Coleco’s game design team was overseen at that time by the late legendary game developer and designer Jennell Jaquays, who served as a design group manager. Coleco largely focused on home conversions of arcade games and utilizing existing licenses to help sell their products, Jaquays told David Craddock in 2017, because then the games had a leg up on selling themselves.

“They figured they would jump into the market by licensing arcade consoles, because another thing Coleco did was they wanted someone else to pre-sell their work. They liked licensing, and they’d already found out from the tabletop electronics they’d sold that people knew what Pac-Man was, people knew what Donkey Kong was, people knew what Galaxian was. [Consumers] liked the game and wanted to play them at home. That is the experience that, as ColecoVision designers and artists, we were expected to reproduce, and to be honest, we did.” – Jennell Jaquays, interview with David Craddock, published Dec. 4, 2017

But sometimes designers had the opportunity to work on original game concepts, too, largely when the company licensed a non-game property. In a 2015 interview with David Wolinsky, Jaquays explained that the game was licensed as part of a marketing blitz for the movie Greystoke: The Legend of Tarzan, released in March 1984.

The Atari 2600 version of Tarzan running in its default game variation.

Tarzan as a game was designed by future Baldur’s Gate 3 principal narrative designer Lawrence Schick, then a project manager at Coleco, which Jaquays described in an interview with as the modern equivalent of an associate producer. Jaquays and Schick had known each other from their shared time working on materials for Dungeons and Dragons.

“I had grown up on Edgar Rice Burroughs’ stories and was eager to do the Tarzan game, especially because it was an original design rather than an arcade adaptation, and those were prized assignments. I think it’s my favorite of the games I designed or adapted for Coleco.” – Lawrence Schick, correspondence with Kevin Bunch, Feb. 18, 2024

Schick oversaw both the ColecoVision and 2600 versions of Tarzan the first few months of active development before his primary role was shifted over to Coleco’s ADAM computer, where he recalls continuing to oversee the Coleco version right up to its completion. Design documents suggest Schick continued providing some feedback, but for the most part another Coleco designer, Phil Taterczynski, a TSR veteran-turned Coleco designer like Schick, seems to have stepped in as the lead for design and feedback duties for the 2600 version of Tarzan.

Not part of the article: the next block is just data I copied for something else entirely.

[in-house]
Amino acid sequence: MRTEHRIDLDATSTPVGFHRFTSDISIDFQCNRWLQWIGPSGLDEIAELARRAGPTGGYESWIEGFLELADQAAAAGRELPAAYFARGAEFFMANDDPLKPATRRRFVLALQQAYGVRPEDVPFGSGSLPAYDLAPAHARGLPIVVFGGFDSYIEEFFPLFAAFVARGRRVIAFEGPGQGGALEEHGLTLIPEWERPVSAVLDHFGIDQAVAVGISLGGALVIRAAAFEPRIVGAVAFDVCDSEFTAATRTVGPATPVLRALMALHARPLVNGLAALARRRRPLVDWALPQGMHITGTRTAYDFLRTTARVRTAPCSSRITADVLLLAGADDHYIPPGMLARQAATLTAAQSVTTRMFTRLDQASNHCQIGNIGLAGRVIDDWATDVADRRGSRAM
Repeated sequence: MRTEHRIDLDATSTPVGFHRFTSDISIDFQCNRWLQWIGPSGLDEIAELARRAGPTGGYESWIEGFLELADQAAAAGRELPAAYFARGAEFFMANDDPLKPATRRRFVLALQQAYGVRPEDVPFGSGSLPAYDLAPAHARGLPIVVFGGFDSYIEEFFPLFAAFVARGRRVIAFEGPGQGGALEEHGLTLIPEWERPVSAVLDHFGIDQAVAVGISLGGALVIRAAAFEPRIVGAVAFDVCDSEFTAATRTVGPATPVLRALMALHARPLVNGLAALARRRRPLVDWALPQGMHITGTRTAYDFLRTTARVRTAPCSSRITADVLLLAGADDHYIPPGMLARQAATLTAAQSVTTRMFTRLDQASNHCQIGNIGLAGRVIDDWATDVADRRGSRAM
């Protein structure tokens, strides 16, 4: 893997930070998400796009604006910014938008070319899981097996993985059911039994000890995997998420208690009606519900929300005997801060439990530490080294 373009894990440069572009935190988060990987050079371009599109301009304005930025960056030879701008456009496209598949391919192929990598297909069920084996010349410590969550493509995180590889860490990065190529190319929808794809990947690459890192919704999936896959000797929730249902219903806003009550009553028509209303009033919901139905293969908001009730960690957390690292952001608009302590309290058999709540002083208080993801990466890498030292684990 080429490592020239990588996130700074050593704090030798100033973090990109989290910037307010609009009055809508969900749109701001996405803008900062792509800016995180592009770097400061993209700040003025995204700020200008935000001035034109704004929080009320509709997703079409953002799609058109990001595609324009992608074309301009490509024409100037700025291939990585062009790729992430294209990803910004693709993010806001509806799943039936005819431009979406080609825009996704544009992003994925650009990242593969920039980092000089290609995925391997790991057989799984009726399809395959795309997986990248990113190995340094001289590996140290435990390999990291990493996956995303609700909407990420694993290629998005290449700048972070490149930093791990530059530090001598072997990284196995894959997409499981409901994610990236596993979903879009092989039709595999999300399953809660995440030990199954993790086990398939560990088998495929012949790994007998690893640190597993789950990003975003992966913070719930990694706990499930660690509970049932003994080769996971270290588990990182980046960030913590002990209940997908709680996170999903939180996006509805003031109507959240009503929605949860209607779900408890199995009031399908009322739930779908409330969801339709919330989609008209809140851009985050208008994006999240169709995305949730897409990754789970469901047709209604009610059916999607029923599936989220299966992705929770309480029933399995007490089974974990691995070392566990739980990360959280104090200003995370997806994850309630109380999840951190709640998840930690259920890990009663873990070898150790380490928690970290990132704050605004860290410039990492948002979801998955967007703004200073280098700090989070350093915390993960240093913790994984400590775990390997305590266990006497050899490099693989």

The singular mandate from the Edgar Rice Burroughs’ estate for the game was that however the game ended, and no matter what happens in the game, Tarzan himself could not die. This put a serious restriction on how Tarzan could be implemented, one cleverly circumvented by making it into a timer-based title.

Schick said that typically, an original game would be designed around the ColecoVision hardware and its capabilities first before considering how to adapt it to other platforms. Since the ColecoVision was well suited for platforming games, he designed the game so that Tarzan runs, jumps, and fights through a series of obstacles from a side-view. This carried over to the 2600, which, while creaky by 1983 standards, could still handle such a game with experienced developers, as proven by Activision’s Pitfall! published in 1982.

“We took our usual approach of designing the ColecoVision game first and then adapting it to additional consoles. The CV game was a run/jump/fight side view game – we knew we could do that, and that we could port that to other platforms. It was just a matter of pushing the gameplay a bit beyond what we’d done previously.” – Lawrence Schick, correspondence with Kevin Bunch, Feb. 18, 2024

The lead ColecoVision version was produced by a small studio in St. Paul, Minnesota called 4D Interactive Systems (which Schick had worked with while at TSR, as they contributed materials for Dungeons & Dragons), while JWDA, by this point very familiar with the hardware, developed the 2600 version.

Tarzan runs across a jungle screen on the 2600, dodging fire from a hunter.
Tarzan dashes through a hunter encampment while dodging rifle fire.

“This was our answer to Pitfall! by David Crane.” – Todd Marshall, sound designer on Tarzan, interview with Scott Stilphen, 2014

Putting together a game this ambitious on the 2600 hardware took multiple people. Leading on the programming was Henry Will IV, who previously had led on Word Zapper and Smurfs: Rescue in Gargamel’s Castle and contributed to multiple other games in the collaborative JWDA environment. Smurfs had been Will’s first experience with multi-screen game development, an experience he was able to bring to Tarzan’s development. In addition to Will, Sylvia Day and Roger Booth also worked as programmers on Tarzan, with Will in his notes crediting Day in particular for getting the vines working correctly and Booth for assisting on the game loops.

“Looking back on it, it was kind of cool to do a Tarzan game. We all watched Tarzan when we were kids. So, I mean, it was cool being able to, just in general, get these licensed cartridges and stuff.” – Henry Will IV, interview with AtariSpot, July 8, 2023

Handwritten notes from Henry Will's design notebook regarding Tarzan.
Excerpt from Henry Will IV’s JWDA design notebook, dated Sept. 6-8, 1983.

JWDA artist Robin McDaniel Ballweg helped design the game’s graphics, animation and color scheme, as she had in multiple other JWDA games. Tarzan himself is a large, multicolor character, smartly designed so his hair and loincloth do not overlap vertically with his flesh-toned body – a limitation of the 2600 hardware – and while poachers and apes are all large, single-colored sprites, they are nonetheless legible to be what they are. In the dumped build, the game effectively uses the 2600’s color palette to paint the jungle imagery, from the thick treeline to the dusky sky seen in the distance – whether or not she was responsible for these elements is unclear, but they create a lovely backdrop within the hardware’s limitations.